The county needed more senior services, he said, and there was an issue with the Red Cross providing relocation housing in Porterville that was too far away for Three River residents to check on their livestock.

Each candidate’s top issues

Another audience member asked the candidates’ what their top two or three issues were.

Valero said public safety and listed a few of his accomplishments in the last three years such as a new fire station, two airplanes for the sheriff’s department and a new Motorola Communications System that centralized communication throughout the county.

Homelessness was second and regional transportation was next. Valero said that the county is creating a new transportation system similar to Ubber that will pick up and drop you ff at your door.

Gong said farming was his top issue and that the advances in technology in agriculture could make Tulare County an even more important center for agriculture than it is now. He felt that with Ukraine ag productivity stalled because of the war, Tulare County could offset the losses mainly in grains.

His other two issues were water and public safety.

Agriculture was also Culver’s top issue. “We are all connected to ag in one way or another and if that goes so does the valley.” Farmers are over regulated and Culver wanted to find a way, at the county level, to stop any new regulations.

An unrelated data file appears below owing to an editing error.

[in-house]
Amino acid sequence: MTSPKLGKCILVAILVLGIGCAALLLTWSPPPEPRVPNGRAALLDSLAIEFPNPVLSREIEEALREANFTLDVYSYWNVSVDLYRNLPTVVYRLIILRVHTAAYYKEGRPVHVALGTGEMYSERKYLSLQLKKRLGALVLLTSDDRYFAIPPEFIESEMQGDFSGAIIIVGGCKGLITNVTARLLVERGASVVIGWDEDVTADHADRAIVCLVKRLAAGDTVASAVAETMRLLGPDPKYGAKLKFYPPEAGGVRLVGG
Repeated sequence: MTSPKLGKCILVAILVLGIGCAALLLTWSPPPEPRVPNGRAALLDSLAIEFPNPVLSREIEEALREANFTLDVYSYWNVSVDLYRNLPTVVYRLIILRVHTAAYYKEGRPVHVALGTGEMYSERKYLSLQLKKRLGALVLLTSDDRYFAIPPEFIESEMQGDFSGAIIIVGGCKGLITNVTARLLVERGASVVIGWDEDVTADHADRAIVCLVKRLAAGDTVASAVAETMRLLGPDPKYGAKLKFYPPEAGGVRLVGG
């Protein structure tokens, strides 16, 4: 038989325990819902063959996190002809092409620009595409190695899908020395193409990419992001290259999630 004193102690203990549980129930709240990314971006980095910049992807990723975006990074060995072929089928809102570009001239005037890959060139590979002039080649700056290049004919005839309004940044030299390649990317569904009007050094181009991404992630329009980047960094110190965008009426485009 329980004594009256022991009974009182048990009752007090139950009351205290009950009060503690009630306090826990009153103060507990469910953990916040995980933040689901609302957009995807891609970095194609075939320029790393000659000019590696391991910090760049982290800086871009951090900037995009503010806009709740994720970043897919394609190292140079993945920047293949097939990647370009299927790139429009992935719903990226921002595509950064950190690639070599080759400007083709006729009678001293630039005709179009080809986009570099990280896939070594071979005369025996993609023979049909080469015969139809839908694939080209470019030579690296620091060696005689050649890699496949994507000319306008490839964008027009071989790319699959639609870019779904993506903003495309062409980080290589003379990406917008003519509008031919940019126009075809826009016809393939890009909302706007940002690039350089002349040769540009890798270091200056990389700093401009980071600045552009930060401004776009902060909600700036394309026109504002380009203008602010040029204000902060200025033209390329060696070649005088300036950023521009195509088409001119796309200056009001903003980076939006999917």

Her second was people dumping on county roads, but her highest priority is to make sure that businesses are never shut down again.

Crime and safety was at the top of Harness’ list saying that there are not enough sheriff deputies to patrol the unincorporated areas. He also said the county needs more mental health workers to free up deputies from responding to mental health public service calls.

Vote June 7

Mail in ballots should be arriving May 9 and the final day to vote is Jun7. The top two vote getters in District 4 will advance to the November 8 General Election.